Ginger Nuts of Horror
A former retail troubleshooter, Rachelle Bronson is the Chief Reviewer at The Novel Blog.com. After marrying in 2011, she relocated to her hometown of Kirkland Lake, ON., Canada, where she’s also the Director of Business Operations for a multi-disciplinary, musculoskeletal clinic she owns with her husband.
She is currently working on her first novel Legends: The Bleeding Door.
Could you tell the readers a little bit about yourself?
When I was 8 I read the book The Secret Garden by Frances Hodgson Burnett, and I knew then that I wanted to be a writer. I started writing stories and drawing out pictures to go with them. Though my artistic hand didn’t mature, my writing continued. I read Stephen King’s It when I was 10 and it frightened me but the adrenaline rush got me hooked and I’ve pursued it since.
Do you prefer the term Horror, Weird Fiction or Dark Fiction?
I prefer the term horror. It’s what I grew up on. The terms weird and dark, just don’t seem to give enough punch to the craziness that goes on in my head.
Who are some of your favourite authors?
I love Stephen King, (It was the book I read under the covers with the flashlight), HP Lovecraft, Robin Cook, Agatha Christie, and John Saul. They’re the classic guys that never disappointed. But I’m discovering new writers all the time, Jonathan Maberry, Jon Merz, David Sakmyster, and JT Ellison. I could keep going there are so many.
What are you reading now?
I actually have 2 books going, Jeffrey Deaver’s Roadside Crosses and Insurgent by Veronica Roth.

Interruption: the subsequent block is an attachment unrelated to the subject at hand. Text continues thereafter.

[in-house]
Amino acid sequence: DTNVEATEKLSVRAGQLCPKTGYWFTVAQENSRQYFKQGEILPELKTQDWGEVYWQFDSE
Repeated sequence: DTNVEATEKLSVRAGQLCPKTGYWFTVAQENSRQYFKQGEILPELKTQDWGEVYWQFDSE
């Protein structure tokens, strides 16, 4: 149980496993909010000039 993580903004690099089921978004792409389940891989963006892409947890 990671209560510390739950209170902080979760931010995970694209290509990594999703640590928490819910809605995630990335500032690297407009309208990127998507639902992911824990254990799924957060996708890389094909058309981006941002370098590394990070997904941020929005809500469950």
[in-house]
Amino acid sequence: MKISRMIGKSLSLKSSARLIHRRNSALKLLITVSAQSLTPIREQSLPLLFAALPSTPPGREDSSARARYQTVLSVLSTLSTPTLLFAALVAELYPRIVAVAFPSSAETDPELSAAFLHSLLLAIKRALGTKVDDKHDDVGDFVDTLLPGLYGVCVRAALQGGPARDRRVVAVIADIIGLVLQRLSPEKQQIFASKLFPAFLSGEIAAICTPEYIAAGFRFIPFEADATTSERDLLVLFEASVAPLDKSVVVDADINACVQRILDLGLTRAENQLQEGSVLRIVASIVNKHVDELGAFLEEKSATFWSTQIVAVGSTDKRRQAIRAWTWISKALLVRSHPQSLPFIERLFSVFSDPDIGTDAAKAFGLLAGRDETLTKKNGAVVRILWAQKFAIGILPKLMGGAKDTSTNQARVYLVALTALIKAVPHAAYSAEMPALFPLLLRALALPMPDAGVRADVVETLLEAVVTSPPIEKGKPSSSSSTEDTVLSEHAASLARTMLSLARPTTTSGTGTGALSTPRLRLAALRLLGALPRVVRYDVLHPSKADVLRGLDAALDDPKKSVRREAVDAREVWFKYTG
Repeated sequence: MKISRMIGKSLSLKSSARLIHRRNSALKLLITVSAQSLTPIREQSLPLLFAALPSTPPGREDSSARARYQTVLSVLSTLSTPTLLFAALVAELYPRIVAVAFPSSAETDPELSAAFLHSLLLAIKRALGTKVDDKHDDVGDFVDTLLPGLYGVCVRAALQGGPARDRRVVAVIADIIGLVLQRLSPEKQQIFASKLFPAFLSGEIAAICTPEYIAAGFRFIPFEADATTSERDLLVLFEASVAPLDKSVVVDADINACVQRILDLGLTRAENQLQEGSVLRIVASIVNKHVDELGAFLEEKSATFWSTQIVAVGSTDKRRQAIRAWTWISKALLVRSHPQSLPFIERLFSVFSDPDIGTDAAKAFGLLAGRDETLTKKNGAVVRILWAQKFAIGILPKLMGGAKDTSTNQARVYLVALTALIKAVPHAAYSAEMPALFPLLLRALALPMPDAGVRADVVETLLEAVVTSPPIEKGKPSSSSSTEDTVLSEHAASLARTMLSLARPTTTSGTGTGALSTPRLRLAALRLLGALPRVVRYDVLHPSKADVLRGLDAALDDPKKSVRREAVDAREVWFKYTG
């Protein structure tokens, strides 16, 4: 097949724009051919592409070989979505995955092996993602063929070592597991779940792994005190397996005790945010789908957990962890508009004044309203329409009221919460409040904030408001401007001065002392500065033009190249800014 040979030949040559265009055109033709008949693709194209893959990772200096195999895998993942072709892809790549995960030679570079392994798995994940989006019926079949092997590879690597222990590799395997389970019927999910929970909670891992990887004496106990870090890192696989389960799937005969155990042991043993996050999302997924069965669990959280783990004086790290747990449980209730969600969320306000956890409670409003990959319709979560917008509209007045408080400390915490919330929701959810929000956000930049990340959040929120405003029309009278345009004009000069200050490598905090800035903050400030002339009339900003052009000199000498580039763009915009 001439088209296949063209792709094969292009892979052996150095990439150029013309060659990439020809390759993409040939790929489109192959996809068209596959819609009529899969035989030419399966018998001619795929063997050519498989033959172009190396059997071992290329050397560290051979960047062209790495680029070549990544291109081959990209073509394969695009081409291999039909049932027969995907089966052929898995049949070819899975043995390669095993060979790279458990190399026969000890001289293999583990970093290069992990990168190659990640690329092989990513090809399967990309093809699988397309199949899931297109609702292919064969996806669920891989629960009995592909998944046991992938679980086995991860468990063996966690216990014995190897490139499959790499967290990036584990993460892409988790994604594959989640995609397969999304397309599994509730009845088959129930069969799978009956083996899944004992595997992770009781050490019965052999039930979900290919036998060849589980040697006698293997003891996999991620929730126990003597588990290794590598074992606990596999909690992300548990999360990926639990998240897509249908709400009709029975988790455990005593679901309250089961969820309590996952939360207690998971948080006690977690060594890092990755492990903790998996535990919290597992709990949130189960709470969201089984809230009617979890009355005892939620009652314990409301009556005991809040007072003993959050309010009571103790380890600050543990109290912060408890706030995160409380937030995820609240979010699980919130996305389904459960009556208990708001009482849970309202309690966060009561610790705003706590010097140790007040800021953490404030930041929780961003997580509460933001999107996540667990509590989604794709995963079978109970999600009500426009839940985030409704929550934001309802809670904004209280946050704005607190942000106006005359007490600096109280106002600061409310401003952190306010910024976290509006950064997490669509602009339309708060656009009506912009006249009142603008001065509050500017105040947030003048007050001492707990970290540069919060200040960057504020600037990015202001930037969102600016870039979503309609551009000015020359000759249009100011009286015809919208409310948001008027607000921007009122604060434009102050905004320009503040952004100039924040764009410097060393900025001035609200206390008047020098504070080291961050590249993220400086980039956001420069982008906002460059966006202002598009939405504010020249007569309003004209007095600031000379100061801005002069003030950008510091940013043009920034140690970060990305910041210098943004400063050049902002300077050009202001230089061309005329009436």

Which book do you wish you had written?
There are three books I wish I’d written, The English Patient, Wuthering Heights and The Secret Garden. All amazing books that I never tire of reading.
If you could use any other author’s creation in your own work, who or what would you use?
I think we’ve all used someone’s creation in our own work at some point or another. The zombies from William Seabrook’s The Magic Island (1929), for example, have reoccured in print through the years and now are an international obsession. But other than that, I try to be as original as possible with my work. My goal is to create something fresh and exciting, something that no one has read before.
Describe typical day spent writing. Do you have any unusual writing habits?
I never have one day the same when I’m writing. I run a health clinic, so I try to write whenever I have a spare moment. It’s usually at night before bed when my creativity spikes and I jot down ideas, and then develop them on the weekends. I tend to pace around my dining room table with my iPod cranked and try to make those ideas into a story.
What piece of your own work are you most proud of?
All of them. I’m a genius. *sarcastic wink I work hard and give the best that I have to all my work. Therefore every story that I put out is always a proud moment.
What is the hardest lesson you have learned with regards to your writing?
I’ve learned that I cannot under any circumstances edit my own work. I’ve tried and failed. I need a fresh pair of eyes to let me know what makes sense and what needs to be cut.
What do you like to do to relax?
I find hanging out in my hammock in the backyard with a fire, a cold drink and a good book the best way to unwind. Getting a good foot rub from my husband, a chiropractor, doesn’t hurt either.
Can you tell us about your last book, and can you tell us about what you are working on next?
Frozen is a horror short about a group of scientists that head out into the Himalayas, where they might have discovered a new race. But a psychic siege takes hold of each of them and it’s every man for himself.
My next novel is the first of a series. Legends: The Bleeding Door is about an award-winning journalist who loses everything after her sister is murdered and relocates from LA to Kentucky. There she encounters some strange phenomena that throws her into the middle of a hundred year old family feud, where murder and mayhem seems to be the dish of the day.